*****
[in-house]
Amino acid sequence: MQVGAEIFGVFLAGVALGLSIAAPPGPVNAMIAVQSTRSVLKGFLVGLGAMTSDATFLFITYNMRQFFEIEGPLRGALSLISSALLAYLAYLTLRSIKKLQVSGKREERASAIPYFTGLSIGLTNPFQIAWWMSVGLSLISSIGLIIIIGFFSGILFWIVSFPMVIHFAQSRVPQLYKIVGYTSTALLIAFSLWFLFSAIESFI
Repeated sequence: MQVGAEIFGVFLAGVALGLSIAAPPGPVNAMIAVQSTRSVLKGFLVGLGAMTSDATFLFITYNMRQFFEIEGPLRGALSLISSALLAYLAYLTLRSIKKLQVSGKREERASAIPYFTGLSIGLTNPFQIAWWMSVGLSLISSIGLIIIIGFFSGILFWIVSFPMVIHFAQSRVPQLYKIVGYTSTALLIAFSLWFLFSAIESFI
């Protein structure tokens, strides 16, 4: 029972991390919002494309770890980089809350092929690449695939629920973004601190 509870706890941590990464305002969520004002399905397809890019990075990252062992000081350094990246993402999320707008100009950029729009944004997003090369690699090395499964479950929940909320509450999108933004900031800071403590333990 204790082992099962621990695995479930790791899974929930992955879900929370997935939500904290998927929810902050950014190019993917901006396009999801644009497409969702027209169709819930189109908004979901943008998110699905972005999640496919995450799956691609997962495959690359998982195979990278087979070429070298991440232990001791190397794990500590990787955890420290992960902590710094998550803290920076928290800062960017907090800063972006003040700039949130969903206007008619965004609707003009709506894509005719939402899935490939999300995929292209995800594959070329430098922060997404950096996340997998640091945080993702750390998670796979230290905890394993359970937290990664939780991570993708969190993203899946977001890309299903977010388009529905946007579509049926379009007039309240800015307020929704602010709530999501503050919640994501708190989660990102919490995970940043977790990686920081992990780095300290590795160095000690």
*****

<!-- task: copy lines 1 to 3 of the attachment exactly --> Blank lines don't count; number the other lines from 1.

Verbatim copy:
[in-house]
Amino acid sequence: MQVGAEIFGVFLAGVALGLSIAAPPGPVNAMIAVQSTRSVLKGFLVGLGAMTSDATFLFITYNMRQFFEIEGPLRGALSLISSALLAYLAYLTLRSIKKLQVSGKREERASAIPYFTGLSIGLTNPFQIAWWMSVGLSLISSIGLIIIIGFFSGILFWIVSFPMVIHFAQSRVPQLYKIVGYTSTALLIAFSLWFLFSAIESFI
Repeated sequence: MQVGAEIFGVFLAGVALGLSIAAPPGPVNAMIAVQSTRSVLKGFLVGLGAMTSDATFLFITYNMRQFFEIEGPLRGALSLISSALLAYLAYLTLRSIKKLQVSGKREERASAIPYFTGLSIGLTNPFQIAWWMSVGLSLISSIGLIIIIGFFSGILFWIVSFPMVIHFAQSRVPQLYKIVGYTSTALLIAFSLWFLFSAIESFI